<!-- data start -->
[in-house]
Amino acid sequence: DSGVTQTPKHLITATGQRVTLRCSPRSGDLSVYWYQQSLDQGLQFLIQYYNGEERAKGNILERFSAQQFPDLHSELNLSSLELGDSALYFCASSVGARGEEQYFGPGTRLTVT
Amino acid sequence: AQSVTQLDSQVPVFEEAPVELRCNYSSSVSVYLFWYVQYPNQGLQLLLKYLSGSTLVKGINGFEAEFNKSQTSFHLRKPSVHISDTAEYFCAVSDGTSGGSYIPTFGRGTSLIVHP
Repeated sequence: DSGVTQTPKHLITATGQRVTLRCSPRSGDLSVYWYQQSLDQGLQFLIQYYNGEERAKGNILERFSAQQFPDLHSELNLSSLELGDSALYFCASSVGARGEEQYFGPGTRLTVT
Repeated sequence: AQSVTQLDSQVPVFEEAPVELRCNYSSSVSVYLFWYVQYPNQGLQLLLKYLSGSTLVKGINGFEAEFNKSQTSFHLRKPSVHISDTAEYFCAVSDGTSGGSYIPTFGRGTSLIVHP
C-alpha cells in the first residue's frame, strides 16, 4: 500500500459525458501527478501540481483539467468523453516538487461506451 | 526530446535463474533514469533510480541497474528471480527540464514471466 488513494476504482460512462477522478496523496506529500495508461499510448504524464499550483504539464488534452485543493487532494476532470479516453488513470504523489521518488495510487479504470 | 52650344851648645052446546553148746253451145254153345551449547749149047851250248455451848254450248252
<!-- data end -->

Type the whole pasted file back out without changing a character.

[in-house]
Amino acid sequence: DSGVTQTPKHLITATGQRVTLRCSPRSGDLSVYWYQQSLDQGLQFLIQYYNGEERAKGNILERFSAQQFPDLHSELNLSSLELGDSALYFCASSVGARGEEQYFGPGTRLTVT
Amino acid sequence: AQSVTQLDSQVPVFEEAPVELRCNYSSSVSVYLFWYVQYPNQGLQLLLKYLSGSTLVKGINGFEAEFNKSQTSFHLRKPSVHISDTAEYFCAVSDGTSGGSYIPTFGRGTSLIVHP
Repeated sequence: DSGVTQTPKHLITATGQRVTLRCSPRSGDLSVYWYQQSLDQGLQFLIQYYNGEERAKGNILERFSAQQFPDLHSELNLSSLELGDSALYFCASSVGARGEEQYFGPGTRLTVT
Repeated sequence: AQSVTQLDSQVPVFEEAPVELRCNYSSSVSVYLFWYVQYPNQGLQLLLKYLSGSTLVKGINGFEAEFNKSQTSFHLRKPSVHISDTAEYFCAVSDGTSGGSYIPTFGRGTSLIVHP
C-alpha cells in the first residue's frame, strides 16, 4: 500500500459525458501527478501540481483539467468523453516538487461506451 | 526530446535463474533514469533510480541497474528471480527540464514471466 488513494476504482460512462477522478496523496506529500495508461499510448504524464499550483504539464488534452485543493487532494476532470479516453488513470504523489521518488495510487479504470 | 52650344851648645052446546553148746253451145254153345551449547749149047851250248455451848254450248252